By Greg Illes
Once upon a time, the only reliable temperature measurement was with a hollow glass rod filled with mercury. As awkward and fragile as these devices were, they were the only choice. Even rough-country explorers had to use them (to measure altitude via the boiling point of water).
But today, modern electronics provide not only glass-free thermometers, but remote measurement and display as well. With this technology, you can easily place both the sensor and the display wherever you like. Everything runs on long-life batteries, and installation is as simple as placing batteries in compartments and selecting the display.
In RV life, there are several places where knowing the temperature is very desirable:
Air temperature — Both outside and inside, it’s nice to know what the temps are — for the sake of how to dress or whether to flip on the heat or A/C, or just to simply remark or complain.
Fridge and freezer temperatures — It’s truly a boon to be able to plant sensors in these appliances and monitor their performance without opening the doors and spilling out precious cold air.
Plumbing spaces and water heaters — When you get around to using your RV in below-freezing temperatures, you really want to know when your pipes are about to freeze so you can take preventive action.
Storage bays — Got something temperature-sensitive in a storage bay? Put a sensor in there so you can tell if the temp is getting out of range.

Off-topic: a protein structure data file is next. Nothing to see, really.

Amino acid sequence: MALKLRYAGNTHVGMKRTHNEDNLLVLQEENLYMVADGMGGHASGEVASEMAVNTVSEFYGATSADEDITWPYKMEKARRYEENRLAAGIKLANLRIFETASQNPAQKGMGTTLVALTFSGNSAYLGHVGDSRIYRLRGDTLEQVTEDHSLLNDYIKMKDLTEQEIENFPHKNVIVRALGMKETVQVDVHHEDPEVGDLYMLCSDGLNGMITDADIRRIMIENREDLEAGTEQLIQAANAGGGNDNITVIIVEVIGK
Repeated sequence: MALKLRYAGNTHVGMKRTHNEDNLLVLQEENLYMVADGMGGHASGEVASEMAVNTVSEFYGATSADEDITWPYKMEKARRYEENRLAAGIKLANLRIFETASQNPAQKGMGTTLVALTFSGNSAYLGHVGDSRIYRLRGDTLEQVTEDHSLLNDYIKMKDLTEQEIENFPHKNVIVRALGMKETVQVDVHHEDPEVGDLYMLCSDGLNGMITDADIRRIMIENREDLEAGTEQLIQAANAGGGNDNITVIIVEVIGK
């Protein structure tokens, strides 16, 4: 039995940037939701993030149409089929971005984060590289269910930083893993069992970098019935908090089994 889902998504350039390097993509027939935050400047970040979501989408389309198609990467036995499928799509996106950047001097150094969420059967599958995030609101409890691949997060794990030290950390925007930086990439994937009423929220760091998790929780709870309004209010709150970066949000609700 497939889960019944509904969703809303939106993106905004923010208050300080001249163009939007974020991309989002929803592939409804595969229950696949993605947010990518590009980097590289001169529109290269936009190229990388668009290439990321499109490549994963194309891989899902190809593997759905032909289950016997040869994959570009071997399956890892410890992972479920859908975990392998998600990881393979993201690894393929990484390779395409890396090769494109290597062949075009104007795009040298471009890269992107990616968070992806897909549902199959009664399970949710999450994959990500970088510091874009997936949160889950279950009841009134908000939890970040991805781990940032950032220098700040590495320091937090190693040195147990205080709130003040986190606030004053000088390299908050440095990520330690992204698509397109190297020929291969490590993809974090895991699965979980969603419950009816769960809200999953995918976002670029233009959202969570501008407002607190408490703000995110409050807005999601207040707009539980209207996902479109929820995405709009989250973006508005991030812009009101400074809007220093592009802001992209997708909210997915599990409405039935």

These devices are generally easier to read and more accurate than any non-electronic type. Most of these units also have digital clocks. Many can support more than one sensor. Some of the products even have humidity readouts, max/min temperature memories, and other features that can come in handy. All in all, they are terrific tools for keeping your RV running reliably.
And that’s not to mention bragging rights at the campfire. In the words of the famous Johnny Carson, “Tell me, Ed. How cold was it?”
photo: Greg Illes
Greg Illes is a retired systems engineer who loves thinking up RV upgrades and modifications. When he’s not working on his motorhome, he’s traveling in it. You can follow his blog at www.divver-city.com/blog.